In summary, part two has shown that the message to get the home page of my website traverses the internet in not one but two “envelopes”. The inner envelope has the destination IP address 184.108.40.206, which is static throughout the journey. The outer envelope uses a MAC address to identify the destination of the next hop. This changes as the message bounces from router to router. Since a picture is supposed to paint a thousand words, I’ll try this:
Figure 10: the route a message takes over the internet (several intermediary steps have been compacted inside the cloud).
Once a router has used the destination IP address to work out the next best hop, the outer envelope is rewritten with a new MAC address to get it there.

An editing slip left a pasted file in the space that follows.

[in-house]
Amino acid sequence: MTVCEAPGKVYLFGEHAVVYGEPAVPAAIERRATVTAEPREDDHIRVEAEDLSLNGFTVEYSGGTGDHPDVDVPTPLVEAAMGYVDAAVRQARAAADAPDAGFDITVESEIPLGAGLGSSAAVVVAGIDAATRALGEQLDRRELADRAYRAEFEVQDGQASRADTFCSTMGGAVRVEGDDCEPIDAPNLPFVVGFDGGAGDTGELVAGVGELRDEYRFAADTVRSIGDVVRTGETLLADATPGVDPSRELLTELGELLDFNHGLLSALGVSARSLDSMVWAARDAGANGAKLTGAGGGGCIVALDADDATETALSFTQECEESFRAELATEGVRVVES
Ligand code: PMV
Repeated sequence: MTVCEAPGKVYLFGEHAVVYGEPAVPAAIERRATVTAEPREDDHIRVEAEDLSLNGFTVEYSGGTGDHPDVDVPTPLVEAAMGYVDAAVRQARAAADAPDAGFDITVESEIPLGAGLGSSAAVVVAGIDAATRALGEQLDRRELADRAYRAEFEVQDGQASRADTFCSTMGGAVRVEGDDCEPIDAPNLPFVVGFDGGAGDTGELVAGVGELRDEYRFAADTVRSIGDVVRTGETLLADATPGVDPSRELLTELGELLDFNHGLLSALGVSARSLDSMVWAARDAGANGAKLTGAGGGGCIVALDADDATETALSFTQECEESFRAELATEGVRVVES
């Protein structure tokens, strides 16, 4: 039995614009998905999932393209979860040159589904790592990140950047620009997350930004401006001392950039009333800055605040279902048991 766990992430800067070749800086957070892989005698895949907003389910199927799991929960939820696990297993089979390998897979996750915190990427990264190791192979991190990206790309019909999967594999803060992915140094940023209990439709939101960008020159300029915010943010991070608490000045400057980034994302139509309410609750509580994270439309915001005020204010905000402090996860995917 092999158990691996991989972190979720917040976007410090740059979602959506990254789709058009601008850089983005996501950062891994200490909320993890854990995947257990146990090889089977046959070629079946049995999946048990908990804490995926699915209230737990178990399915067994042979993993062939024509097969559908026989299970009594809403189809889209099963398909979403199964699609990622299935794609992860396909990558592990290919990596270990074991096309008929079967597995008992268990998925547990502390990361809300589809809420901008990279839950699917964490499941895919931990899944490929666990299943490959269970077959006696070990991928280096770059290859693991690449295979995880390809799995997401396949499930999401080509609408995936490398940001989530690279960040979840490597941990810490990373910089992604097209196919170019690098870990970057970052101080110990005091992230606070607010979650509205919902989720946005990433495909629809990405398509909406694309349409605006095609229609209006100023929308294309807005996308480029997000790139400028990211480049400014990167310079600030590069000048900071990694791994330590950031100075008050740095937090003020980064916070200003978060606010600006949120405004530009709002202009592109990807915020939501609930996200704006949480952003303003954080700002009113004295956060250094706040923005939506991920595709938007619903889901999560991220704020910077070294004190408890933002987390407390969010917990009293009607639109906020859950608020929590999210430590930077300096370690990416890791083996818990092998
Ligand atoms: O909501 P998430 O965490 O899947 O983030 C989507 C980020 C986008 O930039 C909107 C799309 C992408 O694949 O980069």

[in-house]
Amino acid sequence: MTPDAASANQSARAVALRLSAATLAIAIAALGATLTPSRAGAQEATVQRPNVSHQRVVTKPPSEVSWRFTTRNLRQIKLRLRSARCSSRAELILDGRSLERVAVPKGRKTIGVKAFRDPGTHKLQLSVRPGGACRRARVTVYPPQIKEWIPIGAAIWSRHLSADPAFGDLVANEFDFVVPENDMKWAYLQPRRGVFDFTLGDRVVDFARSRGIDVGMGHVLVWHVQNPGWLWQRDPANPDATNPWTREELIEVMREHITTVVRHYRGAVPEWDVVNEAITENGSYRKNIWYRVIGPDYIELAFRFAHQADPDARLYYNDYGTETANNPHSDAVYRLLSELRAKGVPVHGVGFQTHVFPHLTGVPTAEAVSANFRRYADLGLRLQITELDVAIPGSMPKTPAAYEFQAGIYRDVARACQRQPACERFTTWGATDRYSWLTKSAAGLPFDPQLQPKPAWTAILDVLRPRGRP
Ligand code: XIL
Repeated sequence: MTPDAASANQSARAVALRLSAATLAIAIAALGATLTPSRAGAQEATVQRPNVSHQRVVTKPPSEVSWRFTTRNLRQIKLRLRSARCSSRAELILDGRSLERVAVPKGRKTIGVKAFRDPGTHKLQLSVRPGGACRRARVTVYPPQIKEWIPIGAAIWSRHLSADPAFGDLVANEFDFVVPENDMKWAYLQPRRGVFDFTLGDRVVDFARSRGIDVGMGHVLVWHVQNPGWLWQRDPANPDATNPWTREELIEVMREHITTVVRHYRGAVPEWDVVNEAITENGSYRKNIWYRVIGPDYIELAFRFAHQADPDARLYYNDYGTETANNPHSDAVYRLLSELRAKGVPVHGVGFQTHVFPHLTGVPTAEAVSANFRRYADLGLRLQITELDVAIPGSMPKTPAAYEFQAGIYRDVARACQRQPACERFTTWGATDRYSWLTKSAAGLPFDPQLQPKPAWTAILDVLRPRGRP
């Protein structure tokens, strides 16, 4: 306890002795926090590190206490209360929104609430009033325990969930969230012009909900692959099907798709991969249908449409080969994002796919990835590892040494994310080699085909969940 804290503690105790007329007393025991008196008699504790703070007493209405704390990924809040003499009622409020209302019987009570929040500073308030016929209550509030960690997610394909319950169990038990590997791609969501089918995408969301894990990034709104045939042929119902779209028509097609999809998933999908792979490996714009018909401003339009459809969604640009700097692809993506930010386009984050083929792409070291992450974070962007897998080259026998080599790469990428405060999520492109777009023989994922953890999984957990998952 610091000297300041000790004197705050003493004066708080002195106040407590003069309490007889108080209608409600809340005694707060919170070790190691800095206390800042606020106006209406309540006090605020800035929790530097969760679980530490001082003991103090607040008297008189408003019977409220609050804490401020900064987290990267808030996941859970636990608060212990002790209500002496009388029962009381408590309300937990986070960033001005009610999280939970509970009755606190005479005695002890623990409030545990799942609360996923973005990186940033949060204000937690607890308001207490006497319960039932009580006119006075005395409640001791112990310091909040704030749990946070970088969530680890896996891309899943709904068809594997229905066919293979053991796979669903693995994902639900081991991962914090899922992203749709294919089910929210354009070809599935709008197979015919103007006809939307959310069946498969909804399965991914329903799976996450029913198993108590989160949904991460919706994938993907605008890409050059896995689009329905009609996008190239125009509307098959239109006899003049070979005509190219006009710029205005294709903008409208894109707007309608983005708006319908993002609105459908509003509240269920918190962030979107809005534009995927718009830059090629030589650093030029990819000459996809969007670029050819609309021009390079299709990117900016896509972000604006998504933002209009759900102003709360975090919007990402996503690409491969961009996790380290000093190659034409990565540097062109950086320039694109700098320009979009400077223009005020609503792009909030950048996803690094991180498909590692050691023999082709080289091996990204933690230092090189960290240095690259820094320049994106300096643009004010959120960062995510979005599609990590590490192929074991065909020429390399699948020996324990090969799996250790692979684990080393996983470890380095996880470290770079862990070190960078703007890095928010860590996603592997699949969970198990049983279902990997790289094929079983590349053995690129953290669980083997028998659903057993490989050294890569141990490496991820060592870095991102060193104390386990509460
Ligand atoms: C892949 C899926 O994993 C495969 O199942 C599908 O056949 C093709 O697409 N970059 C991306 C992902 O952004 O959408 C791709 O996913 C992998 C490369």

In Figure 10, notice how the destination IP address of the inner envelope (as well as the message it contains) remains the same, whereas the destination MAC address of the outer envelope changes with every hop. You can imagine the outer envelope being opened and discarded by every router on receipt, and then the inner envelope being re-wrapped with a newly addressed outer envelope before it’s sent on its way. Only when the destination IP address is reached is the inner envelope opened to reveal the request “I’d like your home page”.
I think this second part is harder to grasp than the first part so I congratulate you for making it to this paragraph! It was always going to be a tall order to make the workings of the internet accessible to a non-technical audience but I hope that you’ve come away with a better understanding of the computer that’s sitting in front of you right now.
Thanks to Freethought Internet for chatting to me about their infrastructure.